- Category: Volume 88 (Fall 2016 - Spring 2017)
- Published: 26 October 2016
- Written by BRIDGET NOCERA | STAFF WRITER
“If it was possible for me to feel anything, I would totally be sobbing right now,” said Chanel #3 (Billie Lourd), which unfortunately reflects my attitude towards this season of FOX’s Scream Queens.
The campy, crass creation was a show I fell hard for in its killer first season. The story of the snotty, selfish, yet fabulous sisters of Kappa Kappa Tau, who not only have to deal with an vengeful dean, preppy fraternity “bros,” and, you know, just your everyday serial killer on the loose, was some of the most genuine fun I’ve had watching television in the past few years. Scream Queens wasn’t for everyone, and still isn’t, but it was full of endlessly weird and original characters, rapid-fire quips, and the perfect blend of horror and comedy. Now, it merely feels like a bad imitation that is desperately trying to find that first season shine.
Ryan Murphy and Brad Falchuk, the creators and writers behind the series, might simply have other projects on their minds, leaving Scream Queens to get the short end of the stick. Their other creation, American Horror Story, seems to have hit a new stride in its sixth season with a twisty, creative plotline that has fading audiences tuned in again.
There’s also the critically lauded The People v. O.J. Simpson: American Crime Story, which Murphy and Falchuk direct and produce. It was one of the most nominated series at this year’s Emmys and its next two seasons’ stories have already been announced. If that wasn’t enough, Murphy has his newest anthology series Feud lined up, debuting with the infamous feud between Joan Crawford (Jessica Lange) and Bette Davis (Susan Sarandon).
Or, it may just be that Scream Queens isn’t as popular in the writing room as its titular queen bees are on campus.
Onscreen, it’s obvious that a spark has gone out. In hindsight, season two looked promising and ready to fight any past wrongs. The original idea for the series was to be another anthology along the lines of American Horror Story, which was scrapped. This could have been a fantastic way to breathe new life into the series but the thought of loosing some key characters was daunting for writers and fans alike.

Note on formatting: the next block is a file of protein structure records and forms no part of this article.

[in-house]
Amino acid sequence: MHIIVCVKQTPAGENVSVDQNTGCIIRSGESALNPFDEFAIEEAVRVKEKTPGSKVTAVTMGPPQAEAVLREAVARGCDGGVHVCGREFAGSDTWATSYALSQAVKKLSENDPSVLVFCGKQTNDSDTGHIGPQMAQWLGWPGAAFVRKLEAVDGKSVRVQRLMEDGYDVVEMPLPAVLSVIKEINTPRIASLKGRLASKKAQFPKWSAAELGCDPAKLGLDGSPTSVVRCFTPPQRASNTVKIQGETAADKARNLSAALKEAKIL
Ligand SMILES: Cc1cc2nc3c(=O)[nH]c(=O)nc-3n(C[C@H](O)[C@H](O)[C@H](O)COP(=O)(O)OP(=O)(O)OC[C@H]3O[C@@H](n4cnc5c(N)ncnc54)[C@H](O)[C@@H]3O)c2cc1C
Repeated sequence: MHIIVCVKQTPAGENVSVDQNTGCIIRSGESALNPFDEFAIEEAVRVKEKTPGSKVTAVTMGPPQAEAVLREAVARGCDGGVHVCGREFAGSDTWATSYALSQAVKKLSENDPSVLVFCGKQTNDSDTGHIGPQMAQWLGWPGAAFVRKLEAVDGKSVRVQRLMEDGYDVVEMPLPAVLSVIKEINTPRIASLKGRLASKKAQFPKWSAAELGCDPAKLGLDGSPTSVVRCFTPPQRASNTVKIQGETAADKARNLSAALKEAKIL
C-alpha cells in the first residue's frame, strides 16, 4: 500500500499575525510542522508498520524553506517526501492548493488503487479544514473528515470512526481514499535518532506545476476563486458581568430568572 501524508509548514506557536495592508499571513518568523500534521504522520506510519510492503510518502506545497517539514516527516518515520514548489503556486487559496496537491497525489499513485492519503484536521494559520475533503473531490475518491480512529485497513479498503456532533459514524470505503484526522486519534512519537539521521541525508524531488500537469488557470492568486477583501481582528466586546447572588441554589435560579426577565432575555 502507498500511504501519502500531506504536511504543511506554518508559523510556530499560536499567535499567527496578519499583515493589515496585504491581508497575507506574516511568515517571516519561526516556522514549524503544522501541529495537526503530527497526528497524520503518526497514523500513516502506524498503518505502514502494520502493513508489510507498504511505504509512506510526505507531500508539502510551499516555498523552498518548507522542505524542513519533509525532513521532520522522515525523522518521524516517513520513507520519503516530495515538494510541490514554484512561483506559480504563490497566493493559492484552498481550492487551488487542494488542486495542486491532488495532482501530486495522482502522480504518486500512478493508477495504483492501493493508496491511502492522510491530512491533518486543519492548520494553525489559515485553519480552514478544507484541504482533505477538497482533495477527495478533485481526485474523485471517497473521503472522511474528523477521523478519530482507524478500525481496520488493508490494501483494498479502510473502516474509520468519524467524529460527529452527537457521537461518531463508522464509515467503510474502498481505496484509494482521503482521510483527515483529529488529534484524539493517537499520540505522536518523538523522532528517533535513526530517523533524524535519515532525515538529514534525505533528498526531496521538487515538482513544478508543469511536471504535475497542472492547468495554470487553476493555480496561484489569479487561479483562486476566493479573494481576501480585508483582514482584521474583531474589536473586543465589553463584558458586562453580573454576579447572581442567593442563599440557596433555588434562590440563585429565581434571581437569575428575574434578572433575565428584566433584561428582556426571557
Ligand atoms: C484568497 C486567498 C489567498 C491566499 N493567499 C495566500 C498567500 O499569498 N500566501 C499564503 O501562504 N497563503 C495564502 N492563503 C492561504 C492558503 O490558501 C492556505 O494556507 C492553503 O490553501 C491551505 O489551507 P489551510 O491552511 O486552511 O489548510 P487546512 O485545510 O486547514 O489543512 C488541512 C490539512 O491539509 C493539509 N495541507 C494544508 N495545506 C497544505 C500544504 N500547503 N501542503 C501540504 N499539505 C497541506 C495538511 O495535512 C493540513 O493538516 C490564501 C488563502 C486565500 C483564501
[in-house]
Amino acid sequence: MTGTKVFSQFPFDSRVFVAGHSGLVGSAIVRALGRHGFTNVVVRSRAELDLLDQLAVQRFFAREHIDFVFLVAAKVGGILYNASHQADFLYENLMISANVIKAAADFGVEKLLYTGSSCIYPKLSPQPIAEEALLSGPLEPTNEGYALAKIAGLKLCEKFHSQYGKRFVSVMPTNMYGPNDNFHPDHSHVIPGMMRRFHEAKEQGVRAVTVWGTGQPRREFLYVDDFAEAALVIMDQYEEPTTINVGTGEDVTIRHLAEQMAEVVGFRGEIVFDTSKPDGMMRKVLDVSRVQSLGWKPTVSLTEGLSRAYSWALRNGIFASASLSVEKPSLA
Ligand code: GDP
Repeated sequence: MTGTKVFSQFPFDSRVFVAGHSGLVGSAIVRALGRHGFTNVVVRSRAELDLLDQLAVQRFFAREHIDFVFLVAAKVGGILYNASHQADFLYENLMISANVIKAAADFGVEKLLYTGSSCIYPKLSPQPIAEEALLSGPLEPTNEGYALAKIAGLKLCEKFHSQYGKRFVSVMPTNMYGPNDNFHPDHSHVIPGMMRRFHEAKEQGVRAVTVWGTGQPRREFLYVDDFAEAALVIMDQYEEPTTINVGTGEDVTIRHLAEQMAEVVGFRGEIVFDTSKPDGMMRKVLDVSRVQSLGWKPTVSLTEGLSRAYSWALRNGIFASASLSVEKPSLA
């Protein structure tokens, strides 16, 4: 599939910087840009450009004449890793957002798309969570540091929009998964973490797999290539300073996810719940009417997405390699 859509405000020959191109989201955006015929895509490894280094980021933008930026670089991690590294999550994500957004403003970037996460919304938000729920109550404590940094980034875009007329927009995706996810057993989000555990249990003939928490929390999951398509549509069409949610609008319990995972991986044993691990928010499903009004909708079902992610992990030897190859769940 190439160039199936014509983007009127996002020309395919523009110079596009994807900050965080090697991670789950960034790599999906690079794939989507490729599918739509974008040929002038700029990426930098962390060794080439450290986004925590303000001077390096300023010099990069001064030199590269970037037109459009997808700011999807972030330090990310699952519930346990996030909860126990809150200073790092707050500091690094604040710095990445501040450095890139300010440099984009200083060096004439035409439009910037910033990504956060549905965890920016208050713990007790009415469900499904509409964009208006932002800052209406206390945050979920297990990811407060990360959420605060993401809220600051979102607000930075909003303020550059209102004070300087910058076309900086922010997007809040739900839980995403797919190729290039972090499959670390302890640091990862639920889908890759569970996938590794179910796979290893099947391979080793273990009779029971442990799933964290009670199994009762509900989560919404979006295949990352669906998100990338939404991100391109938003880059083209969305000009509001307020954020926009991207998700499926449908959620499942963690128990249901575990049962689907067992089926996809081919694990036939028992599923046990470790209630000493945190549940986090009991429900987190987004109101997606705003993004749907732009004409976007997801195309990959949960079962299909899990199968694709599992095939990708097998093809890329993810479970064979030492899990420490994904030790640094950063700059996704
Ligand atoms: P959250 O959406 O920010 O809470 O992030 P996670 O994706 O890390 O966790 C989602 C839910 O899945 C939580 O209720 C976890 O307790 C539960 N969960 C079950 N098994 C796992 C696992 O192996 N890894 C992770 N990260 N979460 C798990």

Instead, Murphy and company decided to just switch up locations, going from the posh campus of Wallace University to the dark, claustrophobic C.U.R.E Institute, a hospital purchased by Dean Munsch (Jamie Lee Curtis). This location change should have been a fun switch up, but ended up being clumsily done. The brainy, selfless Zayday (Keke Palmer) transitioned nicely as a medical student under the now Dr. Munsch, but Chanel (Emma Roberts) and her minions (Lourd as Chanel #3 and Abigail Breslin as Chanel #5) are shoehorned in with all the grace of a serial killer in a full body costume and mask. In a show that rarely makes narrative sense and enjoys pushing the boundaries of what is even physically and logically possible, the hospital setting is actually too ridiculous and is significantly less entertaining than its previous campus location.
The semblance of plot that comes with this new setting is weak as well. When the hospital becomes the safe haven for patients with rare, unsolved ailments, a new character and disease is introduced each week. But because this season is less concerned than ever with its biggest asset, the use of some hilarious characters to make up for the flimsy plot, none of the patients are around long enough to make an impression. Last season, we got a nerdy pledge who made YouTube blogs about candles, the introduction to Chanel #3, a sorority girl with no emotion and a penchant for bedazzled earmuffs, a Kappa Kappa Tau advisor aesthetically stuck in the 90s due to a medical condition, and so many more. The revolving door of patients should add on to this wild list, but never rises to the occasion.
Season two of Scream Queens almost removed its biggest mistake from season one: the focus on its most unimaginative and irritating characters. Goody two shoes Grace (Skyler Samuels) and her creepy journalist boyfriend Pete (Diego Boneta) were the weakest links in the debut season, who tried to solve a nearly impossible mystery. With both characters not set to return, we rejoiced for the chance to finally see consistent screen time for the crazy and charismatic Chanels, the conniving Munsch, and the two best characters of the series: golf jock, raging narcissist, and Chanel’s on-again off-again boyfriend Chad Radwell (Glen Powell), and ragtag security guard Denise Hemphill (Niecy Nash). This season, however, has Chanel at her whiniest, Munsch at her most vulnerable, and Chad and Denise barely there at all. Why make the change from an anthology series to a continued story from season to season, only to abandon the characters that made it so special in the first place?
Instead, we get the overhyped additions of Dr. Brock Holt (John Stamos) and Dr. Cassidy Cascade (Taylor Lautner), two uninspired inclusions whose only personality traits lay on their predictably “secret” pasts. Stamos sleepwalks through every scene and Lautner is painfully average – not terrible but completely uncharismatic.
In the end, I would much rather be ostentatiously offed by this season’s serial killer, the Green Meanie, than to write about the shortcomings of what should still be one of the funniest guilty pleasure shows on television. There is still some hilarious dialogue, thanks to Chad and Denise finally coming back into the story in episode two, and exaggerated deaths abound, but there is an overbearing sense of something missing. Scream Queens is grasping for what once made it work, and surprisingly failing, and trying new ideas that are nothing more than lackluster. We still have a long season ahead but the real question is not whether our once favorite characters will survive the season, but whether the audience will.